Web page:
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Is it possible to give contemporary shape to the principles of constitutional structure we know as "separation of powers"? That question was sharply presented once again on the final day of the Supreme Court's most recent Term, when it decided two cases raising separation-of-powers issues. In Bowsher v. Synar, the subject of this symposium, the Court found constitutional fault in Congress's asserted expansion of its own powers at the expense of the President's article II authority. Commodity Future Trading Commission v. Schor, far less widely noted, upheld against constitutional challenge Congress's assignment to an administrative adjudicator of the power to resolve a counterclaim arising under state common law, that might have been thought to require disposition by an article III court. The basic problem facing the Court in each case was accommodating the enormously complex and varied structure of the federal government, as it has grown over the years, to the Constitution's provisions for distributing the power of government among three named heads of authority, each of which in contemplation performs a unique function. In this sense at least, the cases ask the same constitutional question: how should the judiciary assess Congress's exercise of its general authority to provide such structure for the affairs of government as it deems "necessary and proper" in light of the Constitution's clear statement that "all legislative powers herein granted" are vested in "Congress," "the executive power" is vested in the "President," and "the judicial power" is vested in the "Supreme Court" and any lower courts Congress chooses to establish?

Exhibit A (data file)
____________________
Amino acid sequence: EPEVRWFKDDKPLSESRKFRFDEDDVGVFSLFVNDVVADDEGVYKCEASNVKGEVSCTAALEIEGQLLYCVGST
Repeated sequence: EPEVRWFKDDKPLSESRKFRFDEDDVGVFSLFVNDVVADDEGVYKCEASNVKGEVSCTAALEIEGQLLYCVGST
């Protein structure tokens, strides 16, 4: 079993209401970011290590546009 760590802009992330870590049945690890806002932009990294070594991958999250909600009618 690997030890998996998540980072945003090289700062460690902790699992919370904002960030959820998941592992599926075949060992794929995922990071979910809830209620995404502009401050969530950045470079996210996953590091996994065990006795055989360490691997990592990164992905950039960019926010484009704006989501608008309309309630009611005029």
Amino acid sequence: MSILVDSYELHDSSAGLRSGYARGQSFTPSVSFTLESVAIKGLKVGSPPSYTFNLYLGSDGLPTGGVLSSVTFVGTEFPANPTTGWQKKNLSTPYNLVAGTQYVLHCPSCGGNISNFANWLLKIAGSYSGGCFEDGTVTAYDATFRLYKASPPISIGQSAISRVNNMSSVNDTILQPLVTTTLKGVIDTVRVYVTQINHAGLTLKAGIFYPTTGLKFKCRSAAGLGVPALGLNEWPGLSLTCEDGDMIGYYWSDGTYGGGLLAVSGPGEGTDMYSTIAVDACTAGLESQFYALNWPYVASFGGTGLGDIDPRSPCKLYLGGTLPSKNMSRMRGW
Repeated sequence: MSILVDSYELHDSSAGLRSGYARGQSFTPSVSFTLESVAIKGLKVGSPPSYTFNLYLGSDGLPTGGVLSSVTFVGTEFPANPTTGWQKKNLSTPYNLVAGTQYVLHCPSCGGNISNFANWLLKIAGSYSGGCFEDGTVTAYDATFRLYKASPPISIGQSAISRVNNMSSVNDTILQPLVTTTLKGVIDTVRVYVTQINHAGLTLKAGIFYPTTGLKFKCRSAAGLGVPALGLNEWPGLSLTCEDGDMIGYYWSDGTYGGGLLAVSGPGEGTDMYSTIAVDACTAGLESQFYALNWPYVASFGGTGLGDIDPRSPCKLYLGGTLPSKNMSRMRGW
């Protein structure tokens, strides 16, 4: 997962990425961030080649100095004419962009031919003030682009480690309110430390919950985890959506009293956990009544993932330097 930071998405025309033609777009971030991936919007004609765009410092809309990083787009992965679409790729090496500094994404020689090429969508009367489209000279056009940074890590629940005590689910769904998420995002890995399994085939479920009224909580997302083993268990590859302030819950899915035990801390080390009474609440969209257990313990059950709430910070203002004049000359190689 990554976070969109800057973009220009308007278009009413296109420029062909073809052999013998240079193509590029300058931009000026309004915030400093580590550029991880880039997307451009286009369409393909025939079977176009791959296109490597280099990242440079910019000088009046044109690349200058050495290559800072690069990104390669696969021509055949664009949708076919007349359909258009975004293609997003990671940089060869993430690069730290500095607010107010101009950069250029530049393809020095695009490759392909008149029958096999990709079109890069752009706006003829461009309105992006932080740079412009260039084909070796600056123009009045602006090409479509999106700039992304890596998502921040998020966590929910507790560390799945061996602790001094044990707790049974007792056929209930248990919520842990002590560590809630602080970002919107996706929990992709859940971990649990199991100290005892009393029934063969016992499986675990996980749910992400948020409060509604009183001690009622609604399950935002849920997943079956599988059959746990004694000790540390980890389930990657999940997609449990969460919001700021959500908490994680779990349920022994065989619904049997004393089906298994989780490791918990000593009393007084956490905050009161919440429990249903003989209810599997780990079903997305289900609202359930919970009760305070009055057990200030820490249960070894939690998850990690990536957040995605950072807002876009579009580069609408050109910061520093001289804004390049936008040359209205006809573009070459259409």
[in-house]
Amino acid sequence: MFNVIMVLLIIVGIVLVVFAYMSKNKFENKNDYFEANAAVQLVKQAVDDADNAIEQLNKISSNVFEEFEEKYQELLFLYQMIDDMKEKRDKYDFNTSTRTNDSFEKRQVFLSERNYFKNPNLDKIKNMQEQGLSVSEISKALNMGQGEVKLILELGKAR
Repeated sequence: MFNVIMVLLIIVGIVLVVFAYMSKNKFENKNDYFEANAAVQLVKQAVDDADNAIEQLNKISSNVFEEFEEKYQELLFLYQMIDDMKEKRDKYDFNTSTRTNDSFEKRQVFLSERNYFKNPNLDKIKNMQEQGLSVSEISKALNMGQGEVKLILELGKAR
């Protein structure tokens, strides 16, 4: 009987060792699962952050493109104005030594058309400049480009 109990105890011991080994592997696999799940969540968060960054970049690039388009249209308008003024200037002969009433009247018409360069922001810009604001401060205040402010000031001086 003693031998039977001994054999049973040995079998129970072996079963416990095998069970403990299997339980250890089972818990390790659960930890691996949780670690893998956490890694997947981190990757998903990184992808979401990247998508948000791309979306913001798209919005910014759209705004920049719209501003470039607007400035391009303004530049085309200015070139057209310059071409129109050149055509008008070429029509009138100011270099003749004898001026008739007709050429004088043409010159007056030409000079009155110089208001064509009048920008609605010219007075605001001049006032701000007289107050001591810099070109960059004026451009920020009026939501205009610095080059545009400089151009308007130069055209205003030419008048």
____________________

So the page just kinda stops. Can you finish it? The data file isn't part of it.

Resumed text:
Constitutional Law | Law | Supreme Court of the United States